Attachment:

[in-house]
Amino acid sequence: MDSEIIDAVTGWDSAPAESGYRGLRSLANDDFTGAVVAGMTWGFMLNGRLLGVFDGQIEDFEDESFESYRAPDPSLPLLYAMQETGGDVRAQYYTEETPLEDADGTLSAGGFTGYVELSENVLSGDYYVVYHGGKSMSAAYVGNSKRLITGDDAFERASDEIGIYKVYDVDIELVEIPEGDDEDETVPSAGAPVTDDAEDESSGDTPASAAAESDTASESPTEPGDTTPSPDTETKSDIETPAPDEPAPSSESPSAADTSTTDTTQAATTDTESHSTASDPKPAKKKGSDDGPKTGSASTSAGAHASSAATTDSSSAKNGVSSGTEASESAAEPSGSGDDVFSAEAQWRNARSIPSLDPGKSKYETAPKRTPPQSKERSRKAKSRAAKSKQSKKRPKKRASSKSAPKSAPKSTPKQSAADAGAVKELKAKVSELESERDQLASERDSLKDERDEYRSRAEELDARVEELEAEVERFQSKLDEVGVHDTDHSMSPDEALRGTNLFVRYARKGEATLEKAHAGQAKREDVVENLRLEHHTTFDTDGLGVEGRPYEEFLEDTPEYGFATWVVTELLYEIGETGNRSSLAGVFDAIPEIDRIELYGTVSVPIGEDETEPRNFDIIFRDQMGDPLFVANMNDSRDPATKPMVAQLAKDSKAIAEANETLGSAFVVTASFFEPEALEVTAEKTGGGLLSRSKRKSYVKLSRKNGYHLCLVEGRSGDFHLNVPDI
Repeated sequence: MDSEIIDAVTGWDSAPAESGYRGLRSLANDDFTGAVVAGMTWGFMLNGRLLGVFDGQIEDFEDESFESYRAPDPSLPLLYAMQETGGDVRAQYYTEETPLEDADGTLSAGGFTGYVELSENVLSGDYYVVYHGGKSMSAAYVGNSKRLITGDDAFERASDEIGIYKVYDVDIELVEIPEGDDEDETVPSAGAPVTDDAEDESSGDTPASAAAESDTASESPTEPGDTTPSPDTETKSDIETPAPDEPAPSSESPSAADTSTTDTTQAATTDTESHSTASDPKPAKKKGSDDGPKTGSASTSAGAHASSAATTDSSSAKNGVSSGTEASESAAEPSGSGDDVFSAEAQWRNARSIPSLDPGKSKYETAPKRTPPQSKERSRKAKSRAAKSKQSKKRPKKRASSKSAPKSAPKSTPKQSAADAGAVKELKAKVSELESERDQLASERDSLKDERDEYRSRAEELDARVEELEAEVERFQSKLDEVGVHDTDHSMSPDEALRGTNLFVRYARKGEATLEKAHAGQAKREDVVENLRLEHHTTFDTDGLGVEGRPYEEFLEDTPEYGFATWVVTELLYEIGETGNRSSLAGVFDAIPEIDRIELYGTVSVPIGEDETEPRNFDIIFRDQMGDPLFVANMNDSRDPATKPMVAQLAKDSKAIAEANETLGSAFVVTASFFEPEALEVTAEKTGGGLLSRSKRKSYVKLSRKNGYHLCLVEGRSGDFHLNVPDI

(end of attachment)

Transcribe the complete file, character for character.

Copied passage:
[in-house]
Amino acid sequence: MDSEIIDAVTGWDSAPAESGYRGLRSLANDDFTGAVVAGMTWGFMLNGRLLGVFDGQIEDFEDESFESYRAPDPSLPLLYAMQETGGDVRAQYYTEETPLEDADGTLSAGGFTGYVELSENVLSGDYYVVYHGGKSMSAAYVGNSKRLITGDDAFERASDEIGIYKVYDVDIELVEIPEGDDEDETVPSAGAPVTDDAEDESSGDTPASAAAESDTASESPTEPGDTTPSPDTETKSDIETPAPDEPAPSSESPSAADTSTTDTTQAATTDTESHSTASDPKPAKKKGSDDGPKTGSASTSAGAHASSAATTDSSSAKNGVSSGTEASESAAEPSGSGDDVFSAEAQWRNARSIPSLDPGKSKYETAPKRTPPQSKERSRKAKSRAAKSKQSKKRPKKRASSKSAPKSAPKSTPKQSAADAGAVKELKAKVSELESERDQLASERDSLKDERDEYRSRAEELDARVEELEAEVERFQSKLDEVGVHDTDHSMSPDEALRGTNLFVRYARKGEATLEKAHAGQAKREDVVENLRLEHHTTFDTDGLGVEGRPYEEFLEDTPEYGFATWVVTELLYEIGETGNRSSLAGVFDAIPEIDRIELYGTVSVPIGEDETEPRNFDIIFRDQMGDPLFVANMNDSRDPATKPMVAQLAKDSKAIAEANETLGSAFVVTASFFEPEALEVTAEKTGGGLLSRSKRKSYVKLSRKNGYHLCLVEGRSGDFHLNVPDI
Repeated sequence: MDSEIIDAVTGWDSAPAESGYRGLRSLANDDFTGAVVAGMTWGFMLNGRLLGVFDGQIEDFEDESFESYRAPDPSLPLLYAMQETGGDVRAQYYTEETPLEDADGTLSAGGFTGYVELSENVLSGDYYVVYHGGKSMSAAYVGNSKRLITGDDAFERASDEIGIYKVYDVDIELVEIPEGDDEDETVPSAGAPVTDDAEDESSGDTPASAAAESDTASESPTEPGDTTPSPDTETKSDIETPAPDEPAPSSESPSAADTSTTDTTQAATTDTESHSTASDPKPAKKKGSDDGPKTGSASTSAGAHASSAATTDSSSAKNGVSSGTEASESAAEPSGSGDDVFSAEAQWRNARSIPSLDPGKSKYETAPKRTPPQSKERSRKAKSRAAKSKQSKKRPKKRASSKSAPKSAPKSTPKQSAADAGAVKELKAKVSELESERDQLASERDSLKDERDEYRSRAEELDARVEELEAEVERFQSKLDEVGVHDTDHSMSPDEALRGTNLFVRYARKGEATLEKAHAGQAKREDVVENLRLEHHTTFDTDGLGVEGRPYEEFLEDTPEYGFATWVVTELLYEIGETGNRSSLAGVFDAIPEIDRIELYGTVSVPIGEDETEPRNFDIIFRDQMGDPLFVANMNDSRDPATKPMVAQLAKDSKAIAEANETLGSAFVVTASFFEPEALEVTAEKTGGGLLSRSKRKSYVKLSRKNGYHLCLVEGRSGDFHLNVPDI